The US Department of State has published its first Annual Report on International Parental Child Abduction. The statutory requirement to produce such a report every year was imposed on the Department by the Sean and David Goldman International Child Abduction Prevention and Return Act, about which I have written before – most notably here but also elsewhere. The Act was only signed into law last year and, as such, the first report only covers cases in the last quarter of 2014. It would therefore be unwise to draw any firm conclusions from the data.
In relation to Japan, Table 2 (at page 17 of the report) shows that there were 6 new Hague Convention abduction cases reported to the Department of State of which, at the end of the reporting period, 1 was submitted to the Japanese authorities to deal with and 2 were not referred; the other 3 must still have been pending action at the year’s end. One case was ‘resolved’ as at the end of the reporting period. Figure 2 (at page 6 of the report) states that a resolved case is where:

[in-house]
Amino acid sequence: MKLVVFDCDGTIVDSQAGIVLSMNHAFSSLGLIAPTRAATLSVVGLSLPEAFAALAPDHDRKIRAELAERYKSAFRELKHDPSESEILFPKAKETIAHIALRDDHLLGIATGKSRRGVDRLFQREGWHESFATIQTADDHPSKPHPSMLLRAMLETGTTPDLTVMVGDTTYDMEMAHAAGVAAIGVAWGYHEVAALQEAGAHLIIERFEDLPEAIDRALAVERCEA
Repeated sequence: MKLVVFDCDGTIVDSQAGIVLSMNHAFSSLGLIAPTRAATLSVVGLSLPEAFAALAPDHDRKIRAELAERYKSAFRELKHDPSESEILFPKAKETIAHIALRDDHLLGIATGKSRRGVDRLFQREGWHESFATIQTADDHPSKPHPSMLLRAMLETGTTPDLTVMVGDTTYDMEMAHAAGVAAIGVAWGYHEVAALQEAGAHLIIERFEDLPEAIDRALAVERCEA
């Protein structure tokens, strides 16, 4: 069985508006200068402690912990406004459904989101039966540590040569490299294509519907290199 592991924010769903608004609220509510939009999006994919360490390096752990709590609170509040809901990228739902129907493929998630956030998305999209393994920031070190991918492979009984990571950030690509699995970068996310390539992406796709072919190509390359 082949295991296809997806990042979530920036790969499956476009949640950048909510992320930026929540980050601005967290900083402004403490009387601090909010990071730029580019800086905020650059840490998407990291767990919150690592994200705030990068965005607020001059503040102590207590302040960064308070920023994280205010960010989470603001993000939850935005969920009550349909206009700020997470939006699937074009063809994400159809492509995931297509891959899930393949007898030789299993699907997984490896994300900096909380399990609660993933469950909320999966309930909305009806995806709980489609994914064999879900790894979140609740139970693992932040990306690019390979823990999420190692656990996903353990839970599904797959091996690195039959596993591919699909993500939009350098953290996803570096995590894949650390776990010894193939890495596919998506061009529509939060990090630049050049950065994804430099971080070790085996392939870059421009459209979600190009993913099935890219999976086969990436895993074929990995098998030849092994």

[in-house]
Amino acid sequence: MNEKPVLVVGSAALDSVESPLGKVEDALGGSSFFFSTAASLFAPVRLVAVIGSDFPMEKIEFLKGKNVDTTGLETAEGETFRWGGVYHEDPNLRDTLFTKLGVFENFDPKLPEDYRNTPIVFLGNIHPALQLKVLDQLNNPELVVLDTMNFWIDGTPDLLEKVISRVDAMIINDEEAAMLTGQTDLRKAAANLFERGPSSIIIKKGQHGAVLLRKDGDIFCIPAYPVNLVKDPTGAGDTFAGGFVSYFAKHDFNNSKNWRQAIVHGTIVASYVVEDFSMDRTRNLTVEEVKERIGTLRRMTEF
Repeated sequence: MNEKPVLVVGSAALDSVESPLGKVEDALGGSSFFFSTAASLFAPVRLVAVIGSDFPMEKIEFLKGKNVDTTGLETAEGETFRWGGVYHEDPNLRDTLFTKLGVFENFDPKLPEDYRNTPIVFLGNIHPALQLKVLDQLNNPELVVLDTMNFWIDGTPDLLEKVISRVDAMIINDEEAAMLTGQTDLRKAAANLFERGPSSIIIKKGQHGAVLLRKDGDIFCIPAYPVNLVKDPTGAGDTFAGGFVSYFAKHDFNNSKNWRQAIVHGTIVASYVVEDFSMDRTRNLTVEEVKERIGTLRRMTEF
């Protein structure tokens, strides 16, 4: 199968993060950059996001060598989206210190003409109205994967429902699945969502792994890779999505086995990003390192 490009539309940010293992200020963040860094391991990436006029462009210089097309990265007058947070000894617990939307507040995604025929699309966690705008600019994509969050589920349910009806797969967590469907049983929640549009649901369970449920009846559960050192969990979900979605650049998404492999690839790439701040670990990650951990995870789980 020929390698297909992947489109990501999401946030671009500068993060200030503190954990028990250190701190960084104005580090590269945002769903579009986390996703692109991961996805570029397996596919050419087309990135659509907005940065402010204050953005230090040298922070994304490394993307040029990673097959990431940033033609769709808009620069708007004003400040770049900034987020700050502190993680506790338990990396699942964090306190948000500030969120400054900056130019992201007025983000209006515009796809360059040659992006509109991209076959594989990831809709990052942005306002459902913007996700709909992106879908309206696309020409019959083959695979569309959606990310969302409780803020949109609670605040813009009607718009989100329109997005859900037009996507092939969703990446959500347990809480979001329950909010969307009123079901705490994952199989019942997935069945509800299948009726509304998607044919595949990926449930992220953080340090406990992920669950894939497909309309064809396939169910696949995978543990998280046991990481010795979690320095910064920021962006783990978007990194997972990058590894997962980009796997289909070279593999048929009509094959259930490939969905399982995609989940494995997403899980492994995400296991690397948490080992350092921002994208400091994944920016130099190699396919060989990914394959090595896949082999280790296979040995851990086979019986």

The child is returned to the country of habitual residence, pursuant to the Hague Abduction Convention or other bilateral procedures, if applicable;
The judicial or administrative branch, as applicable, of the government of the country in which the child is located has implemented, and is complying with, the provisions of the Hague Abduction Convention or other bilateral procedures, as applicable;
The left behind parent reaches a voluntary arrangement with the other parent;
The left behind parent submits a written withdrawal of the application or the request for assistance to the Department of State;
The left behind parent cannot be located for one year despite the documented efforts of the Department of State to locate the parent; or
The child or left behind parent is deceased.